Pelvic Myoneuropathy and Prostatitis
Pelvic myoneuropathy is a neurogenic inflammation that is triggered by muscle spasm. So what does this word myoneuropathy mean? Myo means muscles; neuro means nerves; and pathy means disease. Pelvic myoneuropathy is one cause of nonbacterial chronic prostatitis/chronic pelvic pain syndrome (CP/CPPS). In fact, pelvic myoneuropathy is also considered another name for CP/CPPS.
It is estimated that about half of the cases of CP/CPPS are caused by some kind of muscle spasm or problem with the pelvic floor. The pelvic floor consists of muscles that are shaped like a hammock and support the pelvic organs. Chronic prostatitis causes that are related to pelvic myoneuropathy include pelvic floor disorder, chronic tension disorder, and stress and emotional health. Mast cells, allergies, food intolerance, pelvic trauma, and stress all might play a role in creating inflammation leading to muscle spasm associated with CP/CPPS. The muscle fibers become so irritable and knotted, which makes them unable to relax or contract, and then painful trigger points form.
Urologists at the University of Colorado studied 103 CP/CPPS patients. Through palpation of the patients’ pelvic floor muscles they found that 88% of the patients had myofascial tenderness in the rectal area. The patients were not able to relax their pelvic muscles and about 92% of these patients had a dysfunction of their pelvic floor muscles. When these muscles malfunction it can create problems with urination, ejaculation, or interfere with bowel health not to mention cause pelvic pain.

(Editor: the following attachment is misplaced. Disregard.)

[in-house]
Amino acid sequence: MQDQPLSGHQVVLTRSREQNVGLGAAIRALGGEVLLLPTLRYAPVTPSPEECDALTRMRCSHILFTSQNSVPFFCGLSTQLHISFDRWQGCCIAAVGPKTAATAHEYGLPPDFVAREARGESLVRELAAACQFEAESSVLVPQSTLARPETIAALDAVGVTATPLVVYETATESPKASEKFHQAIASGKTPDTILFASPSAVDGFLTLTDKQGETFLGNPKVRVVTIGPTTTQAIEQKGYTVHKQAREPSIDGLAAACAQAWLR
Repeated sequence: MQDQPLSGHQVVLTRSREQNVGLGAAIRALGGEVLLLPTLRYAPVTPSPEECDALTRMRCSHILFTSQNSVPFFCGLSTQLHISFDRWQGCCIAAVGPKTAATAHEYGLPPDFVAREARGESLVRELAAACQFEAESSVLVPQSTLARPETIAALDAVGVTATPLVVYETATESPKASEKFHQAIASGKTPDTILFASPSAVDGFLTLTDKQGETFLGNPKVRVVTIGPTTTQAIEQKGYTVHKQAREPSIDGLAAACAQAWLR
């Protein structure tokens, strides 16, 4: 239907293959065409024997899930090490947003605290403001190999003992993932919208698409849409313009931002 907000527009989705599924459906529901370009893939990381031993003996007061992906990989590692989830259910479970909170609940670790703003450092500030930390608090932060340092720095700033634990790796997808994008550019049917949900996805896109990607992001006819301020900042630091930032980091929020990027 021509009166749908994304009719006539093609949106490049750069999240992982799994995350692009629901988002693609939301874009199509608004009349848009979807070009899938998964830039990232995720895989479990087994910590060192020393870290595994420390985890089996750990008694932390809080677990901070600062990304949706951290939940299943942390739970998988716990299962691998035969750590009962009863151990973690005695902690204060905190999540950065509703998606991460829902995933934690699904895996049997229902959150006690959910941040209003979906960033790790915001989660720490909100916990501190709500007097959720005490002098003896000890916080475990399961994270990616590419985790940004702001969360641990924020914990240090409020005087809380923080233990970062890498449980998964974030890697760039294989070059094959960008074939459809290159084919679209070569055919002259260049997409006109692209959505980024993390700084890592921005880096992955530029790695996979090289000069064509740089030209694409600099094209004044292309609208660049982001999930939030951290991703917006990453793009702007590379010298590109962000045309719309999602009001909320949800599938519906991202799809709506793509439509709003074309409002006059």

Pelvic myoneuropathy and related pelvic floor disorders can be difficult to treat, but they do respond well to a multiple-treatment approach. There are several natural prostatitis treatments that can help decrease inflammation. There are supplements for urinary health, some of which are stinging nettle, saw palmetto, and quercetin, which work well when combined with each other and other supplements. You can look at diet and foods to avoid that can help you to reduce inflammation, since inflammation is usually one of the culprits.
There are also many alternative prostatitis treatments you may find effective at both offering prostatitis symptom relief and helping treat the muscle spasm. Men have had success with biofeedback therapy, trigger point release therapy, prostate massage, cognitive behavioral therapy, intrapelvic physiotherapy, and pelvic floor rehabilitation. Stress can contribute to tension, so stress management techniques and exercises that reduce tension such as meditation, yoga, and tai chi are also recommended. Some of these methods may take some time to work. For short-term relief try sitz baths or cushions and pillows for relief. Be patient and open-minded with your treatment, and with a multimodal approach you should find relief. As with all chronic tension disorders of the pelvis, you should avoid doing Kegel exercises. Kegels can increase tension, making the problem worse, while your goal is to relax the pelvic muscles.